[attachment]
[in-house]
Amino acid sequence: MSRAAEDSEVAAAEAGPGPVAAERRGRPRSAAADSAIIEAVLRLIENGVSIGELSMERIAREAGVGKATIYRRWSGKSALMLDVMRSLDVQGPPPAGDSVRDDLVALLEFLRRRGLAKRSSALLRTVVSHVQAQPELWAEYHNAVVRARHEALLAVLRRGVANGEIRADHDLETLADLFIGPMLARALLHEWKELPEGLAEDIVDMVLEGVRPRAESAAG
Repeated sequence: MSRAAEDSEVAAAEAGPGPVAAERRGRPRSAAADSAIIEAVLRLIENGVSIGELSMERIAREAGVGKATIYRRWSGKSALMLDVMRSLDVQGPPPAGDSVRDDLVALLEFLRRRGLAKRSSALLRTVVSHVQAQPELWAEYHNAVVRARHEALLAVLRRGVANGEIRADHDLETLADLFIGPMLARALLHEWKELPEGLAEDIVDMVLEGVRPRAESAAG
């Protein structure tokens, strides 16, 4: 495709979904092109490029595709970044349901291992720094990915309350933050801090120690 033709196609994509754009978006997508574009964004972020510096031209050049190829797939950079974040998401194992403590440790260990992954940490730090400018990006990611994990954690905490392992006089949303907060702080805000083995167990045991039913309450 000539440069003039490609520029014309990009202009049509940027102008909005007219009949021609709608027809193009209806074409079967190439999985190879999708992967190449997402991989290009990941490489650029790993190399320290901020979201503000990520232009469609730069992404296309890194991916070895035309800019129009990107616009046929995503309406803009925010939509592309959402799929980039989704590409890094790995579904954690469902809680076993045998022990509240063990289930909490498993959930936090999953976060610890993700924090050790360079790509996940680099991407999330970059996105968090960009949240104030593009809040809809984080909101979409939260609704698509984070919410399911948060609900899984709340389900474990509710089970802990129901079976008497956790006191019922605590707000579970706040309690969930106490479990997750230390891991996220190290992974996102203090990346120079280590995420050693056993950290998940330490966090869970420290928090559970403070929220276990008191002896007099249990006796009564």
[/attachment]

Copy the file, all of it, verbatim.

[in-house]
Amino acid sequence: MSRAAEDSEVAAAEAGPGPVAAERRGRPRSAAADSAIIEAVLRLIENGVSIGELSMERIAREAGVGKATIYRRWSGKSALMLDVMRSLDVQGPPPAGDSVRDDLVALLEFLRRRGLAKRSSALLRTVVSHVQAQPELWAEYHNAVVRARHEALLAVLRRGVANGEIRADHDLETLADLFIGPMLARALLHEWKELPEGLAEDIVDMVLEGVRPRAESAAG
Repeated sequence: MSRAAEDSEVAAAEAGPGPVAAERRGRPRSAAADSAIIEAVLRLIENGVSIGELSMERIAREAGVGKATIYRRWSGKSALMLDVMRSLDVQGPPPAGDSVRDDLVALLEFLRRRGLAKRSSALLRTVVSHVQAQPELWAEYHNAVVRARHEALLAVLRRGVANGEIRADHDLETLADLFIGPMLARALLHEWKELPEGLAEDIVDMVLEGVRPRAESAAG
């Protein structure tokens, strides 16, 4: 495709979904092109490029595709970044349901291992720094990915309350933050801090120690 033709196609994509754009978006997508574009964004972020510096031209050049190829797939950079974040998401194992403590440790260990992954940490730090400018990006990611994990954690905490392992006089949303907060702080805000083995167990045991039913309450 000539440069003039490609520029014309990009202009049509940027102008909005007219009949021609709608027809193009209806074409079967190439999985190879999708992967190449997402991989290009990941490489650029790993190399320290901020979201503000990520232009469609730069992404296309890194991916070895035309800019129009990107616009046929995503309406803009925010939509592309959402799929980039989704590409890094790995579904954690469902809680076993045998022990509240063990289930909490498993959930936090999953976060610890993700924090050790360079790509996940680099991407999330970059996105968090960009949240104030593009809040809809984080909101979409939260609704698509984070919410399911948060609900899984709340389900474990509710089970802990129901079976008497956790006191019922605590707000579970706040309690969930106490479990997750230390891991996220190290992974996102203090990346120079280590995420050693056993950290998940330490966090869970420290928090559970403070929220276990008191002896007099249990006796009564």